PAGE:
Yasmin Alibhai-Brown on Uganda
Uganda, my birthplace, is naturally exuberant, green, green, green, like nowhere else, profuse. Winston Churchill on a visit there in 1907 joked that if he stuck his walking staff in the lawn and left it unattended for a couple of hours, it would sprout.
When I was growing up, society was rigidly divided. White colonialists were at the top of the hills, middle-class Asians in the middle and indigenous Africans in the pits and valleys. My forebears – the skilled Asians from the west coast of India – were recruited as indentured labour by the Victorians to build the railway across East Africa and they stayed on. The Gods, they believed, had delivered them to paradise. In spite of the inequalities, there was abundant food for all.
Below our tiny flat above the marketplace, passed the traffic of sellers and buyers; policemen with whistles; children eating a mango; chunks of sugar cane; those plump, lemony bananas of Uganda; and enormous tomatoes sweeter at times than the cane. There was no need there for pick-and-mix confectionary counters.
At midday, everything stopped for lunch, the main meal of the day. Neighbourhood children would speed across corridors delivering samples of grub from their mums, spilling liquids and licking what fell on the hands.
At those daily feasts, my family ate too much, rowed and then, all spent, fell into deep sleep. Silence befell the town like a duvet. The afternoon rain falling on hot tin roofs roused us, and it was back to school or work.
My mother made the best bateta champ, patties of spiced mashed potatoes, with a zingy meat or vegetable filling, dunked into a hot sauce of chilli and tomato ketchup. Auntie Dee, a Zoroastrian Parsee with rosy cheeks, was known for her dhanshak, a sweet and sour concoction of five sorts of lentils, meat, butternut squash, pumpkin, courgettes and aubergines, bouquets of fresh herbs, tamarind and spices. And Indira Masi, a next-door neighbour, was always cross, yet made this cool, velvety shrikhand – homemade curd cheese with pistachios, saffron and sugar. We were taught to let the tongue lick it slowly off the spoon so the pleasure was drawn out.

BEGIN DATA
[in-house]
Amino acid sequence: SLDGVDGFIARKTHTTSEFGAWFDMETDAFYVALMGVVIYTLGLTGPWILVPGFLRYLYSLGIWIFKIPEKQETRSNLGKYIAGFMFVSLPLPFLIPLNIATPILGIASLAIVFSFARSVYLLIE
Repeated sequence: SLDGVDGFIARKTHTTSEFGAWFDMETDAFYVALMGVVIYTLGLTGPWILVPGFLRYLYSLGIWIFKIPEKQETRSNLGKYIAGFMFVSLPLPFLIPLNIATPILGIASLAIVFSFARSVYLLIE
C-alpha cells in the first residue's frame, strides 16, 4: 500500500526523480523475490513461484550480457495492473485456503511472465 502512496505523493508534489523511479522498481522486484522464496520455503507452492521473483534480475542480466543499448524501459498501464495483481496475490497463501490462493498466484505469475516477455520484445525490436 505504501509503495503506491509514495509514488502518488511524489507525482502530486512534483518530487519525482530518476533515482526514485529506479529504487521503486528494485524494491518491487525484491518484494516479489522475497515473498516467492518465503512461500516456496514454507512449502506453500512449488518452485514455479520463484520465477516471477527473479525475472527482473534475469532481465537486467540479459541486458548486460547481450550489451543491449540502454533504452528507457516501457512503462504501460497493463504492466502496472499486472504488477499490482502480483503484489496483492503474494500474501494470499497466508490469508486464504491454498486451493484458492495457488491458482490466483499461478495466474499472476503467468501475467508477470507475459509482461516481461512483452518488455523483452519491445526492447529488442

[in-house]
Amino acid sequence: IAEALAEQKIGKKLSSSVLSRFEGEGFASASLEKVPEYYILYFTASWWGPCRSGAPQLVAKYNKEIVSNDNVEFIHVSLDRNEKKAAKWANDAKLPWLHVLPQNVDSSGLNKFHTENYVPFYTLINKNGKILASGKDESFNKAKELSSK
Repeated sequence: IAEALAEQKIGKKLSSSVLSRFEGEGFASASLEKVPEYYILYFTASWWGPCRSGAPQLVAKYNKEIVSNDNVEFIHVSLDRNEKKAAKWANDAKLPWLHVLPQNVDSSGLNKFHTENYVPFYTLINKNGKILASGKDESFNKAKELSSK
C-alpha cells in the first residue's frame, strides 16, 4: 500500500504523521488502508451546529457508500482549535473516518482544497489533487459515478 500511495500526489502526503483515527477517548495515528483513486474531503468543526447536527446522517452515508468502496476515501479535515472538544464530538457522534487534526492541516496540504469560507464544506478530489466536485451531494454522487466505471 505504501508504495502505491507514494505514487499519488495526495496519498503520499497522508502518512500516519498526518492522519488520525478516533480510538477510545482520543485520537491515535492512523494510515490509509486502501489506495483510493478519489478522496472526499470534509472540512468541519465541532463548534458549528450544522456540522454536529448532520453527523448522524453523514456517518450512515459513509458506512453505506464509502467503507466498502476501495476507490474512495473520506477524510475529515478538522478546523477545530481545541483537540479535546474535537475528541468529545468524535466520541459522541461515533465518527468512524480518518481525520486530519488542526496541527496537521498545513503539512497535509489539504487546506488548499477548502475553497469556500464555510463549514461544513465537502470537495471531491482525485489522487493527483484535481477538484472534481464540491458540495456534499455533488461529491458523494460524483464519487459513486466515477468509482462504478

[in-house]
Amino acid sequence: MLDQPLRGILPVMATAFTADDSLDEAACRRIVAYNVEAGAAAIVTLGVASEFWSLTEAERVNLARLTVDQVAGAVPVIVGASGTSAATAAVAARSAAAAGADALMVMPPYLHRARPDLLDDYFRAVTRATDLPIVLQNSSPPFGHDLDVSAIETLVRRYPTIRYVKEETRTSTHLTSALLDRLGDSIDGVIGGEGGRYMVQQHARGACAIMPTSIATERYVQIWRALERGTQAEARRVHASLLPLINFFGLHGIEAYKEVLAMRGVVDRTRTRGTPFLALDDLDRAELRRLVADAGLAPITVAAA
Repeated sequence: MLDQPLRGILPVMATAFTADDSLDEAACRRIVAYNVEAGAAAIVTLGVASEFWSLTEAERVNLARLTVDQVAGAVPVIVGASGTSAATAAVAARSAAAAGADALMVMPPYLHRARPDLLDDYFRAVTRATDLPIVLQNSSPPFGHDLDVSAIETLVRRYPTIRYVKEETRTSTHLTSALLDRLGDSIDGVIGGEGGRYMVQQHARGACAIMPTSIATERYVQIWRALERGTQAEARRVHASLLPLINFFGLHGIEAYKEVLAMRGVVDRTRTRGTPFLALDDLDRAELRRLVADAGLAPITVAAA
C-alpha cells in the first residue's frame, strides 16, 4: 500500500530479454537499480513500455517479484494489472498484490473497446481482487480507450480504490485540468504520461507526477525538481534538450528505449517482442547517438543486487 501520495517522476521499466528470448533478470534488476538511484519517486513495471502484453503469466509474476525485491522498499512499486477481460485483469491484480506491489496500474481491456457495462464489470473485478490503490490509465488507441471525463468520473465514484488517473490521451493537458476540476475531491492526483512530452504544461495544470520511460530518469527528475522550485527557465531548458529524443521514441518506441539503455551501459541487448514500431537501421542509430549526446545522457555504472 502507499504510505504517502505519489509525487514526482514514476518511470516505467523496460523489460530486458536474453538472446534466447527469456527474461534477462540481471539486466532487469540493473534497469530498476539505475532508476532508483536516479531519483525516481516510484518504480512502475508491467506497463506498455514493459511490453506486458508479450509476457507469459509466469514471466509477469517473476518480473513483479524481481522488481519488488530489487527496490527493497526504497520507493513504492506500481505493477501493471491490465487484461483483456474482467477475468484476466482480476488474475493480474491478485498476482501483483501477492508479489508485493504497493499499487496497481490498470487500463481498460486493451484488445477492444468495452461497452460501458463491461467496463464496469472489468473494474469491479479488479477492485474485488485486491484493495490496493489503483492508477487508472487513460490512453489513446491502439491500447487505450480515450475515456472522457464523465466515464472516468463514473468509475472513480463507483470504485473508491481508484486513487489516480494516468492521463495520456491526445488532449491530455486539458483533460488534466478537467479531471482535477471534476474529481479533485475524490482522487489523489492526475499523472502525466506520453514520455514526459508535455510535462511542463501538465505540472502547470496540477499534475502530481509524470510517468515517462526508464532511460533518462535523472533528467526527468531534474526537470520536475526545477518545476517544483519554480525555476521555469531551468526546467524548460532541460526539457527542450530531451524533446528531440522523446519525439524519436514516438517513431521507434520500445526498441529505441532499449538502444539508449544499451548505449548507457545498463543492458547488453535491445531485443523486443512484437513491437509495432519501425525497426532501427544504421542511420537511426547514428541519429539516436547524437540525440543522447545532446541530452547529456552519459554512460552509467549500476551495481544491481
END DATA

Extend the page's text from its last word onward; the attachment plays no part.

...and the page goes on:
Goat bones filled with marrow were boiled in clove-scented water, loved by young children. You sucked and sucked, straining your face and then suddenly, this intense, soft pulp shot into your mouth and was gone. The other big treat was grated jaggery (unrefined sugar) slowly melted in butter, then spread on cold chapattis. I can smell the buttery, toffee sweetness as I write.
Vendors outside our school gates sat on gunny sacks and sold unripe mango slices and white paper packets, containing a mix of hot chilli powder, salt, sugar and Eno’s Fruit Salt, which, mixed with water, was a sure cure for indigestion. But we loved the fizz it made on the tongue as we bit on the mango slices covered in the red powder potion. Even better were the fresh cassava crisps, fried as you waited.
After sunset, out came the mishkaki men with their aluminium barbecues, on which they cooked goat meat and beef marinated in green papaya and lime. Other sellers offered thick, dark coffee from beautiful Arabian brass jugs. They gave the children free halwa, an orange and almond sweet that tasted like Turkish Delight but had the texture of soft jelly.
My mother was always famously copying and ‘repairing’ English food, which she was convinced had made that nation as powerful as it was. So her Victoria sponge had lime juice and cardamom added to it, and she marinated fish in coriander, mint and green chillies before frying up fish and chips for lunch.
Our mosque was filled with aromas: fresh jasmine flowers, incense burning in the corner, perfumes and food. Yes food. People brought in platters of freshly cooked produce. After prayers they were sold cheaply to travellers, lonely bachelors, the old, infirm and poor. Kuku paka was my favourite offering: chicken in yellow and green coconut sauce, eaten with crusty French bread.
The making, eating and sharing of food became a mark of identities old and new, gave shape and rhythm to the day, evoked old homelands, and affirmed every day that migration had given us bountiful lives.
One staple food of the indigenous Ugandan population is green plantain – matoke, boiled, then mashed and eaten with groundnut sauce; it’s both nutty and soft, spicy and gently sweet. How I craved this mush when I was pregnant with my son. Matoke wasn’t available in London then and so my cousin brought some over from Kenya in her suitcase full of silk saris. When I was about to give birth to my British baby, I wanted a taste of Africa again.
Here in London my family eats together every night, talks too much, rows, too, just like back home. And for my half-English, foodie, teenage daughter the best thing I make is fried cassava. Food memories thus pass down, keeping alive the remarkable story of Ugandan Asians, twice-removed migrants, adventurous people of multiple parts.
Yasmin Alibihai-Brown’s The Settler’s Cookbook: Tales of Love, Migration and Food (£16.99, Portobello Books) is out in March 2009. British Airways supports the Kabubbu Community Library Service in Uganda, which offers literacy and numeracy classes to adults and children.